Radicals: Resistance and Protest in Colonial Malaya tells the story of a group of radical Malay men and women from ordinary social backgrounds who chose to oppose foreign rule of their homeland, knowing full well that by embarking on this path of resistance, they would risk imprisonment or death. Their ranks included teachers, journalists, intellectuals, housewives, peasants, preachers, and youths. They formed, led, and contributed to the founding of political parties, grassroots organizations, unions, newspapers, periodicals, and schools that spread their ideas across the country in the aftermath of the Great Depression, when colonialism was at its height and evident in all areas of life in their country.
But when their efforts to uproot foreign dominance faltered in the face of the sanctions the state imposed upon them, some of these radicals chose to take up arms, while others engaged in aggressive protests and acts of civil disobedience to uphold their rights. While some died fighting and hundreds were incarcerated, many lived to resist colonialism until their country attained its independence in August 1957, all of these Malay radicals were devoted to becoming free men and women and to claiming their right to be treated as equals in a world riddled with prejudice and contradictions.
Radicals: Resistance and Protest in Colonial Malaya takes a different path from previous influential treatments of the Malay radicals.3 It seeks to rescue the Malay radicals from the shadows of nationalist scholarship, ethnic and regional parochialisms, the moral orthodoxies of our time, and intellectual reification, by presenting them as neither heroes nor villains, but as productive people in history. That is to say, the Malay radicals were essentially a creative, constructive, and avant-garde constituent of Malayan life. They were men and women who responded to the blatant injustices of colonial rule and chose to stand up to it. In speaking truth to power and mobilizing their fellow men in the cause of oppositional politics and forms of disobedience, they helped lay bare the devices of colonialism. Their most enduring contributions rest with the creation of unexplored spaces and methods of resistance and the development of new vocabularies of liberation and freedom.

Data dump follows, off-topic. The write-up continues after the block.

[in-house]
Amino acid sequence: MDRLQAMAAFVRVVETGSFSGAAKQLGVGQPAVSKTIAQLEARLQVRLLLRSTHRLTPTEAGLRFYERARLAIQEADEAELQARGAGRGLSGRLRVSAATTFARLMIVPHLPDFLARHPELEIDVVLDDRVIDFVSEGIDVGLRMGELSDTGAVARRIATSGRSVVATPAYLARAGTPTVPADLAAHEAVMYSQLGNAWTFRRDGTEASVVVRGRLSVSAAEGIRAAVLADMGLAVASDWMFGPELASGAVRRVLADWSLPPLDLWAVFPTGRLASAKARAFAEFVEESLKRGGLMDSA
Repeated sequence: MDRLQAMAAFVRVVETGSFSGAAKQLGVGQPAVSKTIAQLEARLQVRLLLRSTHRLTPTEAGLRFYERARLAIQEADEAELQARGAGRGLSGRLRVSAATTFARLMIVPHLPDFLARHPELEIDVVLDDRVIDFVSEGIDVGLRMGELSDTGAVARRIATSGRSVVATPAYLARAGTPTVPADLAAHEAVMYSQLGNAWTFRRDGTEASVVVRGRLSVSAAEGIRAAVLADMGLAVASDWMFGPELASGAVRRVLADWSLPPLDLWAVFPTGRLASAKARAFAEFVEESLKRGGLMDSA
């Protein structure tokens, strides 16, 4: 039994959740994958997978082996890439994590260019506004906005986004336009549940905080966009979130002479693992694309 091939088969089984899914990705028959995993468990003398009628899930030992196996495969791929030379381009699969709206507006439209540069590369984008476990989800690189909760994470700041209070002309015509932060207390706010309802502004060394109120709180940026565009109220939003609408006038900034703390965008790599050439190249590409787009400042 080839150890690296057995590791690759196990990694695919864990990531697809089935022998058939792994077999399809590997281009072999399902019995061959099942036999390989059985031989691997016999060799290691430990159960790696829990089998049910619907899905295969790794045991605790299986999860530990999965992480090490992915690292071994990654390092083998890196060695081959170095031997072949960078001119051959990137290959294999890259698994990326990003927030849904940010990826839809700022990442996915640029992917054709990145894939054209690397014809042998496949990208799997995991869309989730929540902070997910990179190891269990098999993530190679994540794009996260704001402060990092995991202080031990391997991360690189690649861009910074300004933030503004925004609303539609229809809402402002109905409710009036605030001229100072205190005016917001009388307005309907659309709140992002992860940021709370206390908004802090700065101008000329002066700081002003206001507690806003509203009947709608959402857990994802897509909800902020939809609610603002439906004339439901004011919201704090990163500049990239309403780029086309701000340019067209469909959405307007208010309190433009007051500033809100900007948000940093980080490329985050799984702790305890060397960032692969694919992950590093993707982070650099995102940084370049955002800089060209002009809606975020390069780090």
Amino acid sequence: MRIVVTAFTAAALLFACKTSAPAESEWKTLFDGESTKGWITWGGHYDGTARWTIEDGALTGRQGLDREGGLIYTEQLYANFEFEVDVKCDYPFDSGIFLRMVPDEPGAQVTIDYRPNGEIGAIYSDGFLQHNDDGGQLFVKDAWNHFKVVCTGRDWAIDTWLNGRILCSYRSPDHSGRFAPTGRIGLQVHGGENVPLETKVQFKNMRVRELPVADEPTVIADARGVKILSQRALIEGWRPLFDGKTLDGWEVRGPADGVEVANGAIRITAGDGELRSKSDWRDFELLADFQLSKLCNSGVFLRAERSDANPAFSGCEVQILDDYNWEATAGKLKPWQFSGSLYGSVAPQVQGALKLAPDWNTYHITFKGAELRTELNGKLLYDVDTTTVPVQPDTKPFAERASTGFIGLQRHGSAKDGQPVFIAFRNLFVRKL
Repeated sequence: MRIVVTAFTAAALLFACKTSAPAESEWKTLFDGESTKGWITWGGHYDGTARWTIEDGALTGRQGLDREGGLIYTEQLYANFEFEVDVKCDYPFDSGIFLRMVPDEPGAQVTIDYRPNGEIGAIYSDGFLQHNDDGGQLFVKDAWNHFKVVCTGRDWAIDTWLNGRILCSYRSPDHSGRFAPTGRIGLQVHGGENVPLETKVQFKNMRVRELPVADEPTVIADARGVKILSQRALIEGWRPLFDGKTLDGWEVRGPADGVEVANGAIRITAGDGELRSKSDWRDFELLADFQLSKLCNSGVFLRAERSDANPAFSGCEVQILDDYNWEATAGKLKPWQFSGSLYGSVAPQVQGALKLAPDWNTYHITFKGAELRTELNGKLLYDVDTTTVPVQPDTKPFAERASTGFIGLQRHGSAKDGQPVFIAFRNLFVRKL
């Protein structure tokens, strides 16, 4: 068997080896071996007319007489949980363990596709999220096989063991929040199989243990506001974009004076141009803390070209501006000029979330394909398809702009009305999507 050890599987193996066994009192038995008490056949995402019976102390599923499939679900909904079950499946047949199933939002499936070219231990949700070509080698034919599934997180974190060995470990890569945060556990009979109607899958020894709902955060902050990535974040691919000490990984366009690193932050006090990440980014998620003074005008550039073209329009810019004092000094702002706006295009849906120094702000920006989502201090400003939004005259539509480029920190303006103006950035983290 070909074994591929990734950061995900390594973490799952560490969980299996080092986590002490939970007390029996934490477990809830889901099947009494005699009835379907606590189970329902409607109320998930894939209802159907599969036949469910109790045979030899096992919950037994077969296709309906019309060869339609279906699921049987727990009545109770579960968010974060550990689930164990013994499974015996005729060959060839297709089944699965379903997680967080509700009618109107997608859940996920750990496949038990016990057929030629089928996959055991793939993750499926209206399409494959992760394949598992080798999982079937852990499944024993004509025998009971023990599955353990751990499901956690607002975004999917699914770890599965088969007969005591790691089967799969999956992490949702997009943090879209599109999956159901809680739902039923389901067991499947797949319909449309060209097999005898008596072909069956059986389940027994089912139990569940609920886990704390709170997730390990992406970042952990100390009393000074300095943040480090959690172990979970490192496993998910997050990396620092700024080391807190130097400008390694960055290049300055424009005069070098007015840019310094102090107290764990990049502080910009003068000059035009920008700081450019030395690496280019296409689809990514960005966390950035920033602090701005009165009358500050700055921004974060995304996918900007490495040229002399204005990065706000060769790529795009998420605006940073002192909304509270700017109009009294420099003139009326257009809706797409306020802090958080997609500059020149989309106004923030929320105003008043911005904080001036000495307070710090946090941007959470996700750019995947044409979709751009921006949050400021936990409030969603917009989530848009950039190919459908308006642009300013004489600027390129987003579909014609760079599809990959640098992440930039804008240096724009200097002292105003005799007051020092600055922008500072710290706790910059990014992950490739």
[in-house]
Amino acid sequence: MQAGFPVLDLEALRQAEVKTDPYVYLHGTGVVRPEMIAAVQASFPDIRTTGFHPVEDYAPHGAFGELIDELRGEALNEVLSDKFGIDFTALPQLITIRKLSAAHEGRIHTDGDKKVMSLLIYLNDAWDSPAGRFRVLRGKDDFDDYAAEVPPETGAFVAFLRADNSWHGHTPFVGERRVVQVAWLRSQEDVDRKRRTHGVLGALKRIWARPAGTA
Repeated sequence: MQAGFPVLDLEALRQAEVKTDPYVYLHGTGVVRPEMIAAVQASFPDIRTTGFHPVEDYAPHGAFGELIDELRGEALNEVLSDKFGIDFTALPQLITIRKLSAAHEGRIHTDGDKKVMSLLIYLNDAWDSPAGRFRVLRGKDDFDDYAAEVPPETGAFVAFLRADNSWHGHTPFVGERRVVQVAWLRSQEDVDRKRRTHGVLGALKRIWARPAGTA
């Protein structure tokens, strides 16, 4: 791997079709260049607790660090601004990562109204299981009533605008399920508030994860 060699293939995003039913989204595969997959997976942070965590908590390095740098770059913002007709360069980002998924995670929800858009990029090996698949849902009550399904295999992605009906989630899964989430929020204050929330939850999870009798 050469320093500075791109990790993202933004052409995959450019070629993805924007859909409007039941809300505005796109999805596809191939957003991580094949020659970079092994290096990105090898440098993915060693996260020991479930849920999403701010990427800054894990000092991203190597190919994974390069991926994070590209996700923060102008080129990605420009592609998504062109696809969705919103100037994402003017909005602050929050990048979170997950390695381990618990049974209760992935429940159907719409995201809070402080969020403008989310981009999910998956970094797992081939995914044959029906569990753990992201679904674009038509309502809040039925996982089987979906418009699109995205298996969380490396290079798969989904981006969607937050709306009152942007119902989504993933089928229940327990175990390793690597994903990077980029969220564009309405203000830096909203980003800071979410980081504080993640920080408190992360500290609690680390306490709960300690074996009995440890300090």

Syed Muhd Khairudin Aljunied’s innovative study brings to light the less charted and unanalyzed terrain of the radical experience—becoming and being radical. He argues that the experiences and histories of radicals in colonial Malaya can be elucidated in a more nuanced way by interrogating them alongside evolving local and global circumstances and by analyzing them through the lenses of a set of overarching and interconnected mobilizing concepts—a set of ideas, visions, and notions that the radicals used to reason and justify their advent—that were internalized, lived, and utilized in the course of their activism.
These mobilizing concepts were their weapons and armor, employed to organize, strategize, protect, and consolidate themselves when menaced by the tentacles of the colonial state as they embarked upon the agonizing path towards independence. Those interested in Malaysian history, colonial history, radical movements, and resistance groups will enjoy this fascinating study through Radicals: Resistance and Protest in Colonial Malaya.